Alarm bells started ringing when I stopped to ponder how much of my life is driven by a single intention: to avoid rejection. It’s more of my life than I care to admit. In fact, more of my life than I had realised, until I stopped to look at it more closely today. I find myself people pleasing, hiding my true feelings, not saying ‘no’ to people, not saying ‘yes’ to people, sitting politely and staying quiet – all to avoid rejection.

Fear of rejection and the shame associated with rejection (I think it’s the shame we’re more scared of, than the rejection itself) is such a stifling state of being. We’re so scared that someone will stop liking us or think badly of us, that we dare not make any bold moves. We shut down, we stop growing, we don’t step forward, we hold ourselves back, we stay small.

Why on Earth are we doing that?

Fear of rejection is critical to our survival

When we’re children, we need adults to look after us until we mature. If an adult rejects a child and that child is left alone, that child will not survive. Therefore, a child’s brain is primarily focussed on attachment and being accepted is a matter of life and death.

As adults and social creatures, we need to build and maintain healthy relationships for our wellbeing, survival and propagation of life. If we weren’t aware of what might cause people to reject us, we may dart around upsetting people and be left standing all alone.

Fear of rejection has its place in our wellbeing and survival as a species. It’s not something we should brand as ‘the enemy’. But, like many of our primitive survival instincts, they can go haywire in the modern, complex world in which we live.

Fear of rejection on overdrive

Personally, I know that my over-active fear of rejection is mostly caused experiencing a lot of it in my childhood. Most of our adult patterns are developed in our younger years.

I also think it’s a response to living in a highly pressurised society where we are scrutinised left right and centre. We can be rejected for what we do, we can be rejected for what we don’t do, we can be rejected for what we say, we can be rejected for what we don’t say, for what we own and what we don’t, for what we look like and what we don’t… around every corner is someone who can, and will, reject us. And that rejection hurts.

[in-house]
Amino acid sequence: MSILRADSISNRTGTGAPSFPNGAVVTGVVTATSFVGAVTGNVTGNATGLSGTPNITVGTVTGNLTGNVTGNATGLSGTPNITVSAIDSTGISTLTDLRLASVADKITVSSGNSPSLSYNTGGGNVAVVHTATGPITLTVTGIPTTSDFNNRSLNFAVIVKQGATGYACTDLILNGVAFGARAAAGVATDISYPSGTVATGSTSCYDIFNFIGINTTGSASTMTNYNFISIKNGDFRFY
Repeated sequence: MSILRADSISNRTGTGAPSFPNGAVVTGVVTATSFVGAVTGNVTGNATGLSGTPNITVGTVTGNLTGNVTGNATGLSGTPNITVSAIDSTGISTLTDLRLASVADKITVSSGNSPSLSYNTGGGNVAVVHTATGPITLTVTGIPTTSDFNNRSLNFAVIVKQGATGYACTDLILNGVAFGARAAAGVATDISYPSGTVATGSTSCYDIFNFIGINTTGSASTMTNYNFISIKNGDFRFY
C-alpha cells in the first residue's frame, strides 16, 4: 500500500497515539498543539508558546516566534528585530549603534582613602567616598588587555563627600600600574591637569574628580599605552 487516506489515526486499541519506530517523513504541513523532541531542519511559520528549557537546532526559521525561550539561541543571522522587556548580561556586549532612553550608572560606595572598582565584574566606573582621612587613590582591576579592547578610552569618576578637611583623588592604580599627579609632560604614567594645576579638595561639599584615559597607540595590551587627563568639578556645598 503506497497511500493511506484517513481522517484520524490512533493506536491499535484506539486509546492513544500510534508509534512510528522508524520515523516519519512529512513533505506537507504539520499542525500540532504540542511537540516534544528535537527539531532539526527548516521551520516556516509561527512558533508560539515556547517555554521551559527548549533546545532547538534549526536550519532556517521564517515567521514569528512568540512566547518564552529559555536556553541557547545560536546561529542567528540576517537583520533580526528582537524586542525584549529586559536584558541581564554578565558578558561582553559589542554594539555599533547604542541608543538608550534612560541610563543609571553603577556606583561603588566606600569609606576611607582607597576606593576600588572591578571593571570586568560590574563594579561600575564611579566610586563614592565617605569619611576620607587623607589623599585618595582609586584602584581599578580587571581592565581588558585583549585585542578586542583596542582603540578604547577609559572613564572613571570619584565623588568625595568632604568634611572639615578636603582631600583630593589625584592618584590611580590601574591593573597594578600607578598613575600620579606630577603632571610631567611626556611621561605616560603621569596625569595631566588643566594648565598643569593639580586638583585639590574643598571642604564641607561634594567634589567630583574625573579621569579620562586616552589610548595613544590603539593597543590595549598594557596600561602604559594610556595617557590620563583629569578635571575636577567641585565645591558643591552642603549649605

Most modern day rejections don’t impact our survival, so fearing them seems irrational. So what if someone dumps us after one date? So what if we don’t get that job? So what if someone rejected your Facebook friend request?! However, the mind perceives these as real threats: “the very same brain centres that interpret and “feel” physical pain also become activated during the experience of emotional rejection: on brain scans they “light up” in response to social ostracism just as they would when triggered by physically harmful stimuli.” Dr Gabor Maté.

The pain of rejection is very real indeed.

There’s only one solution

And I’m afraid it’s going to sound very clichéd. The solution is: accept yourself.

In my experience, when I own and accept my flaws, it doesn’t bother me if other people reject them. For example, people often mock me for my horrendous sense of direction and it barely makes me flinch. Because, I’m at one with my horrendous sense of direction!

When I make peace with a mistake I made, I’m not deeply affected by someone who rejects me for it. When I know I’ve tried my best at something, I’m not upset if someone rejects me for not doing enough. The only time I don’t feel rejected is when I am in full acceptance of myself.

On the other hand, when a rejection from someone else does hurt me, I always notice that I have a narrative playing in my mind which says: “I’m not good enough”, “I’m a bad person”, “I’m unlovable”, “I’m unworthy”. In other words, I’m rejecting myself.

And THAT’S what really hurts.

A quick tip on accepting yourself if to treat yourself like you would a small, innocent child whom you love dearly. With love, compassion, support and kindness. Maybe I’ll talk more about self-acceptance in the next blog. In the meantime, I’d love to hear your tips too.

About the author: To find out more about Pinky Jangra, please click here.

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